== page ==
Monday, March 12, 2012

How to judge friends and strangers on Facebook

"Show me your friends and I will tell you who you are"

Never has this line held more truth and irony than on Facebook.

Whenever a stranger adds me or I just happen to be browsing on "recommended friends" it's always such an amusing chore to see our friends in common. It is at this point where I decide whether I should just shoot myself for how pathetic the human race really is.

It works like this: You may not know strangers but you at least know some bit about your friends (unless you're a social whore then this blog should be irrelevant). So every time I'm looking at someone I don't know, my friends are always a reliable guide that tells me who they are. Being the "friendly" chatterbox that I am I have, say, a well-rounded circle of acquaintances, weirdos and other imaginary friends.

In effect, Stranger A, 21, female, has my fashionista and socialite friends in common which leads me to conclude that she is an outgoing spoiled brat and will most likely have no future or accomplishment in life other than to write a meaningless blog like this one or start a very UNORIGINAL clothing line promoted by none other than the who's who in her social circle. But my stereotyping doesn't exactly stop there, if, say, the same person has some of my "intellectual" friends then there is some redeeming factor to her qualities. Perhaps she reads books and watches the news although I'm not holding my breath. Once there's are a good number of gimikeros and gimikeras in the mix it's hard to believe from here on that the sensible common friends are meaningful connections rather than a formality (friend of the bro or sis).

In contrast, Stranger B, 30, male also has my socialite friends in common but is also friends with my overly religious group and politically active lot. This leads me to draw a picture of an outgoing person who uses religion and politics to gain friends. The politics will lead me to conclude that this person is either a noisemaker or a whiner about every issue. The socialites he gained are most probably the outcome and not the source (which is always the case). In any case, he'd probably be a drunkard sinner who holds office by now and probably banging Stranger A (who may very well be underage) while I sit here drooling in envy.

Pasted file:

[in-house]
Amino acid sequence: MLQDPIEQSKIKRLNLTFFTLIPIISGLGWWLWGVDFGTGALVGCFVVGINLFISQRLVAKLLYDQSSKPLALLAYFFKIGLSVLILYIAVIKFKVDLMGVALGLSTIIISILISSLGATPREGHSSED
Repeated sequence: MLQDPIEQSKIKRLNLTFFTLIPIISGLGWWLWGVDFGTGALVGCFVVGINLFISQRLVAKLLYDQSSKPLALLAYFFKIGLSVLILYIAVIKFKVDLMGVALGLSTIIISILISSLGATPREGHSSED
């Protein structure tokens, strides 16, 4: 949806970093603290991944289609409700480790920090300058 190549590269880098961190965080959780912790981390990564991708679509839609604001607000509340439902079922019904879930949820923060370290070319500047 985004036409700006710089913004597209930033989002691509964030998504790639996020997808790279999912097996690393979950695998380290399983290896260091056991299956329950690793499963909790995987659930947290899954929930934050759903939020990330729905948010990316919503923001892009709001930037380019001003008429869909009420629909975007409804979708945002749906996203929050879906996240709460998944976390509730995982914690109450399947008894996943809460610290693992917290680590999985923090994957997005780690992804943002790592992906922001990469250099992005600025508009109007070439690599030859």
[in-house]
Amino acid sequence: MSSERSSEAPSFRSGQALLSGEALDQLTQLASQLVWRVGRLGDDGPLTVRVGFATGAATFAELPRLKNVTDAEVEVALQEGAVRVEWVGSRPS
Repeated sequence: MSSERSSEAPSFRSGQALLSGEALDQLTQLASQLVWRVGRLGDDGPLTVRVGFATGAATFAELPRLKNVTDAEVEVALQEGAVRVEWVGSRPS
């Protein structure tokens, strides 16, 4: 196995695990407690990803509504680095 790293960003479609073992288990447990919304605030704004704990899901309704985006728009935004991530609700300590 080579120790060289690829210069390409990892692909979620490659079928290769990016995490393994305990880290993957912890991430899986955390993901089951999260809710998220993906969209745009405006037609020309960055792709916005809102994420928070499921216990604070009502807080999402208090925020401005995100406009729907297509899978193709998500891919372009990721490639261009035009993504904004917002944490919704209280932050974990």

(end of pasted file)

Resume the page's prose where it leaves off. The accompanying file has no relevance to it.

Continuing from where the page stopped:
As a final example, my last relationship had premature moms, separated mothers and countless common friends and socialites who had no sense of time and organization. No surprises here. I ended up dating someone who was emotionally immature (based on the single parents) and irresponsible (based it from the time wasting friends). I guess you can imagine the frustration I had to go through.

I believe this is an innate skill. Your friends are different from mine so make your judgement based on these variations of connections. Ultimately, you will be able to draw a sensible profile of the stranger your are seeing based on your common friends.

Edit (2014/6/7): I don't know why I forgot to include a person's online interaction.
It doesn't surprise me that the more "likes" a person has on their profile photos or anywhere else shows the amount of attention whoring this person actually does. I guarantee you they are this close to blowing their tops off to maintain that limelight.

Please, don't delude yourself of being popular. The reason you get that much attention is because your viewers are eagerly anticipating the day when you realize that your popularity doesn't require a generous amount of clothing.

This goes in conjunction with the previous point. On average, a person with 100+ likes never actually interacts with anyone, because they already get the satisfaction of knowing that they get the desired likes they need. It is rare that you see a delusional popular person interact with their "fans".

I don't believe your friends are purely by choice. Sometimes they are there either by need or interest.

By the way, please, don't rain on me about "having no right to judge". We as a species have EVERY right to judge each other and this happens to us every damn day. Your job, your school, your friends. It's naive to think you have no say in others and leave it up to an imaginary deity above to do this for you.

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